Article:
Eliminated ... and Staying That Way
Once a country eliminates malaria, the parasitic disease often stays away indefinitely even if the interventions are not continued—a new finding that may hold powerful implications for nations assessing their approach to the disease.
Johns Hopkins Malaria Research Institute faculty recently conducted a review of malaria elimination data. Under the Global Eradication Effort beginning in the late 1940s, some 79 countries had approached or achieved elimination before the international funds supporting the effort dried up in 1969. Contrary to their expectation that the mosquito-borne disease would reappear in countries that discontinued the interventions, the researchers found that those nations that achieved elimination have remained malaria-free, while most of those that came close experienced a resurgence.
“If you think about it, it’s a bit shocking. Why should going all the way to zero be better than going most of the way to zero?” asks David L. Smith, PhD, MA, MS, an Epidemiology professor and one of the study’s authors.
The researchers don’t yet have an answer to that question, but there are several possibilities. During the same period, many economies were developing and health systems improving. So researchers tried to tease apart the role those factors may play, versus the role of elimination itself in causing changes that result in malaria staying away. “The most critical question is, does [elimination] cause its own stability, or is it caused by something else?” Smith asks.
It’s a complicated web, but it does seem likely that economic development has a hand in it, Smith says. People with more resources are more likely to get treatment and less likely to be a significant factor in malaria transmission. At the same time, elimination should lead to greater wealth, as children miss less school and adults are more productive.
Meanwhile, Smith says, if a nation’s health system is good enough to get rid of malaria, it’s probably also good enough to contain transmission: In the process of achieving elimination, health systems become so well developed that it’s difficult for transmission to occur. (When patients are treated with appropriate drug regimens within the first week after a malaria fever appears, they will not become infectious, Smith says.)
The WHO estimates that 149 million to 274 million cases of malaria occur annually in 99 countries, causing 537,000 to 907,000 deaths, with the majority occurring in young children in Africa. Elimination is both expensive and risky. Expensive because it requires an intensive combination of household insecticide spraying and the distribution of treated bed nets. Risky because if a resurgence occurs, the population—which has lost its immunity—is at greater risk. So while it may be tempting to think every country should jump on the elimination bandwagon, it’s essential for any country to assess feasibility carefully based on its specific conditions, Smith says. For example, Angola has achieved a relatively high level of malaria control, but frequent border crossings with its neighbor the Democratic Republic of Congo create opportunities for transmission that lower its potential for elimination.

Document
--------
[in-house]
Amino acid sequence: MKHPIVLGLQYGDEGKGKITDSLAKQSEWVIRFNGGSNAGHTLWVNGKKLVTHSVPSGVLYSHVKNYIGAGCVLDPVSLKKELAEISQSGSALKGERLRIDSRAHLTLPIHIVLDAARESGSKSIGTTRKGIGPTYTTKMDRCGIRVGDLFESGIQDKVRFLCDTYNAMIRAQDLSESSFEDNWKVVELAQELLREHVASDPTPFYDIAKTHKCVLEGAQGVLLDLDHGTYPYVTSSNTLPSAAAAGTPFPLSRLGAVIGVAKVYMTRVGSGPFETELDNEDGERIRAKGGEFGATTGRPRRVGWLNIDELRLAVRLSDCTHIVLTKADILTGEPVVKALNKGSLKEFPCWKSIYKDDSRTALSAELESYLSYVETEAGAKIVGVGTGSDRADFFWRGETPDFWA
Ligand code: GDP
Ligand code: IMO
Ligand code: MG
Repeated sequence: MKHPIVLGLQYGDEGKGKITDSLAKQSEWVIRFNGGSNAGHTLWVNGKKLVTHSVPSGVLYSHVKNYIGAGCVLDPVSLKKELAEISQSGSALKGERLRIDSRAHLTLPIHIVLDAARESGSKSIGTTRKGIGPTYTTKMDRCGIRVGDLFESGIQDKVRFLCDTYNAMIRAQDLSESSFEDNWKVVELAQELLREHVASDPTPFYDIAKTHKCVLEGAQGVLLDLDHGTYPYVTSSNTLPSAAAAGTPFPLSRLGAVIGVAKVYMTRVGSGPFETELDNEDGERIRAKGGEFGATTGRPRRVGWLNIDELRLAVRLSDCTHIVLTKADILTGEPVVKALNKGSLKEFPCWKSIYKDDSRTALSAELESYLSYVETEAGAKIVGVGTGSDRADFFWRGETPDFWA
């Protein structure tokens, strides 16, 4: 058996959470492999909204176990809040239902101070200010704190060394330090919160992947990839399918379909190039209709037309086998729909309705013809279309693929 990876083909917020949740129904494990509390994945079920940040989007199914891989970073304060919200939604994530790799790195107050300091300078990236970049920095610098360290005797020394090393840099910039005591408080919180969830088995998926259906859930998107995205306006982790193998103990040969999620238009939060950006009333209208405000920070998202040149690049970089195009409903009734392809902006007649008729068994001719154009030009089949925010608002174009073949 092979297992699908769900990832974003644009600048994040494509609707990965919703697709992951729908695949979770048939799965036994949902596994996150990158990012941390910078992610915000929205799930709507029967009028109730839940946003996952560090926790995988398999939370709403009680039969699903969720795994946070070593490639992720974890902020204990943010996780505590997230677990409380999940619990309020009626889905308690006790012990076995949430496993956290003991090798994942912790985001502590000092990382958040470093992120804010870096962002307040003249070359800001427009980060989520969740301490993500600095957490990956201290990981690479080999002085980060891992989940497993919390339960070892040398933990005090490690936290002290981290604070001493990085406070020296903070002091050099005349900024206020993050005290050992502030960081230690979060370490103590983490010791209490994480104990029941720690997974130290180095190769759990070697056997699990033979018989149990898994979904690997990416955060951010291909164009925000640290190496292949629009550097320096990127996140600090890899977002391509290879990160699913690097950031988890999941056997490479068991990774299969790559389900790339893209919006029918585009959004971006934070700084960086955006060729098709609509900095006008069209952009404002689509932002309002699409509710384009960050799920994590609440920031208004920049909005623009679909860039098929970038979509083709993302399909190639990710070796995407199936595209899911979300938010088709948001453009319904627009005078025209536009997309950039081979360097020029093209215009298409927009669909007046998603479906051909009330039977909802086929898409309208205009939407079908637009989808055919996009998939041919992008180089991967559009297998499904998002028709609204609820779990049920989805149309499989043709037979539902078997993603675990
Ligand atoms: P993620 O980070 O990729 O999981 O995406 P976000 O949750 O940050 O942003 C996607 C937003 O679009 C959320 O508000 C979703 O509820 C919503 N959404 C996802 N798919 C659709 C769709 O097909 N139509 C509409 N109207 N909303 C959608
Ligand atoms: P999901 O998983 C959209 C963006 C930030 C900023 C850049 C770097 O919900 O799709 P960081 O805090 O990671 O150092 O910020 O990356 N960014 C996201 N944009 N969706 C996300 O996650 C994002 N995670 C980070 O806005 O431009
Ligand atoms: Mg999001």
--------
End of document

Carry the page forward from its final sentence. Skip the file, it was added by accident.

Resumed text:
The new research is a distinct departure from traditional malaria research, which Smith and his colleagues believe holds unnecessarily low expectations for the possibilities of elimination succeeding in countries that are ready. Clive Shiff, PhD, associate professor in Molecular Microbiology and Immunology, is not optimistic about prospects for elimination in central Africa, India and other parts of Asia. He points out, for example, that malaria is well controlled in much of Zambia, where he is principal investigator on research into malaria epidemiology and control, but in the northern areas, 50 percent of the population is still infected at any given time.
While many unknowns remain, the study does suggest that the value of elimination has been underestimated, indicating the potential for elimination strategies, under the right conditions, to be very successful in the long run. But elimination in any country will not happen without significant increases in international funding.
As economic development continues, some elimination will occur on its own, Smith says, but an infusion of funds could speed up the process and save children’s lives.